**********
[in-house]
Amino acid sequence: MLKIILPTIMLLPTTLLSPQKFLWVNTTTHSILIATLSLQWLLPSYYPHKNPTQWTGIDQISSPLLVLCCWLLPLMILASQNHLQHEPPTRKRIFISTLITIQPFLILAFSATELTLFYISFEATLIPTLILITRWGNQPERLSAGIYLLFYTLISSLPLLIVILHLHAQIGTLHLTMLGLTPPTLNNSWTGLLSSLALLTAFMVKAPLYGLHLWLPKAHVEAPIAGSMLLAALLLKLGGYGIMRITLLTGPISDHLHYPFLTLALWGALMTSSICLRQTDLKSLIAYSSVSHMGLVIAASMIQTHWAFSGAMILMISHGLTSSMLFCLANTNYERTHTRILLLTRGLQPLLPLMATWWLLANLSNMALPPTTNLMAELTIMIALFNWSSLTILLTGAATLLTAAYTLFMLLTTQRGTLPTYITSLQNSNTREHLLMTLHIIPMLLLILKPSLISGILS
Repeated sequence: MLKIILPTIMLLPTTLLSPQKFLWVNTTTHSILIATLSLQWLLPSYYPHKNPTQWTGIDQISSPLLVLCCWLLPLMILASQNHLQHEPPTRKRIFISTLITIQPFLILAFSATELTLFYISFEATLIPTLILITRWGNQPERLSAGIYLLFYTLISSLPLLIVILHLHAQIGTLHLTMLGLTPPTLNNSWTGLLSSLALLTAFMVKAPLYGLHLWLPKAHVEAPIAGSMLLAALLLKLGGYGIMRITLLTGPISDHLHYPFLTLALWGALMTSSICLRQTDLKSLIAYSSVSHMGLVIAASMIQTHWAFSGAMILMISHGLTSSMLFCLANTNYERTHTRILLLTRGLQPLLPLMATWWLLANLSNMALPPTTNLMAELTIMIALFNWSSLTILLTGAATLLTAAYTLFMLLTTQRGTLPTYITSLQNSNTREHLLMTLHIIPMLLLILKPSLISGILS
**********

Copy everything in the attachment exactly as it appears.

[in-house]
Amino acid sequence: MLKIILPTIMLLPTTLLSPQKFLWVNTTTHSILIATLSLQWLLPSYYPHKNPTQWTGIDQISSPLLVLCCWLLPLMILASQNHLQHEPPTRKRIFISTLITIQPFLILAFSATELTLFYISFEATLIPTLILITRWGNQPERLSAGIYLLFYTLISSLPLLIVILHLHAQIGTLHLTMLGLTPPTLNNSWTGLLSSLALLTAFMVKAPLYGLHLWLPKAHVEAPIAGSMLLAALLLKLGGYGIMRITLLTGPISDHLHYPFLTLALWGALMTSSICLRQTDLKSLIAYSSVSHMGLVIAASMIQTHWAFSGAMILMISHGLTSSMLFCLANTNYERTHTRILLLTRGLQPLLPLMATWWLLANLSNMALPPTTNLMAELTIMIALFNWSSLTILLTGAATLLTAAYTLFMLLTTQRGTLPTYITSLQNSNTREHLLMTLHIIPMLLLILKPSLISGILS
Repeated sequence: MLKIILPTIMLLPTTLLSPQKFLWVNTTTHSILIATLSLQWLLPSYYPHKNPTQWTGIDQISSPLLVLCCWLLPLMILASQNHLQHEPPTRKRIFISTLITIQPFLILAFSATELTLFYISFEATLIPTLILITRWGNQPERLSAGIYLLFYTLISSLPLLIVILHLHAQIGTLHLTMLGLTPPTLNNSWTGLLSSLALLTAFMVKAPLYGLHLWLPKAHVEAPIAGSMLLAALLLKLGGYGIMRITLLTGPISDHLHYPFLTLALWGALMTSSICLRQTDLKSLIAYSSVSHMGLVIAASMIQTHWAFSGAMILMISHGLTSSMLFCLANTNYERTHTRILLLTRGLQPLLPLMATWWLLANLSNMALPPTTNLMAELTIMIALFNWSSLTILLTGAATLLTAAYTLFMLLTTQRGTLPTYITSLQNSNTREHLLMTLHIIPMLLLILKPSLISGILS